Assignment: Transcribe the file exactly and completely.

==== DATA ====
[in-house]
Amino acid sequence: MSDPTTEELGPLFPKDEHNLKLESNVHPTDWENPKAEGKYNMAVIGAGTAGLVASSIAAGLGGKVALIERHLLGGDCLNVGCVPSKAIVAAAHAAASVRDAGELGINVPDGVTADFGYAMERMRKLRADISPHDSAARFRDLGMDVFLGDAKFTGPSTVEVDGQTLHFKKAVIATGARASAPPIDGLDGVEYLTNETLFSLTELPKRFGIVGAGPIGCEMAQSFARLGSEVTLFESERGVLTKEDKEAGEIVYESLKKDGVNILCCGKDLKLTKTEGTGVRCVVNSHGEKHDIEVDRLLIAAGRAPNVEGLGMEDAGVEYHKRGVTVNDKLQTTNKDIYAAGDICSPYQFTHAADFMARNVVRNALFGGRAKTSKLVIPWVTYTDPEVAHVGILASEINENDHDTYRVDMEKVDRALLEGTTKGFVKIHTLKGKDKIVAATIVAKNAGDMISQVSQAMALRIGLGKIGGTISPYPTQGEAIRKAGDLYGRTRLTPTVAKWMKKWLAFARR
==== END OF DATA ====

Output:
[in-house]
Amino acid sequence: MSDPTTEELGPLFPKDEHNLKLESNVHPTDWENPKAEGKYNMAVIGAGTAGLVASSIAAGLGGKVALIERHLLGGDCLNVGCVPSKAIVAAAHAAASVRDAGELGINVPDGVTADFGYAMERMRKLRADISPHDSAARFRDLGMDVFLGDAKFTGPSTVEVDGQTLHFKKAVIATGARASAPPIDGLDGVEYLTNETLFSLTELPKRFGIVGAGPIGCEMAQSFARLGSEVTLFESERGVLTKEDKEAGEIVYESLKKDGVNILCCGKDLKLTKTEGTGVRCVVNSHGEKHDIEVDRLLIAAGRAPNVEGLGMEDAGVEYHKRGVTVNDKLQTTNKDIYAAGDICSPYQFTHAADFMARNVVRNALFGGRAKTSKLVIPWVTYTDPEVAHVGILASEINENDHDTYRVDMEKVDRALLEGTTKGFVKIHTLKGKDKIVAATIVAKNAGDMISQVSQAMALRIGLGKIGGTISPYPTQGEAIRKAGDLYGRTRLTPTVAKWMKKWLAFARR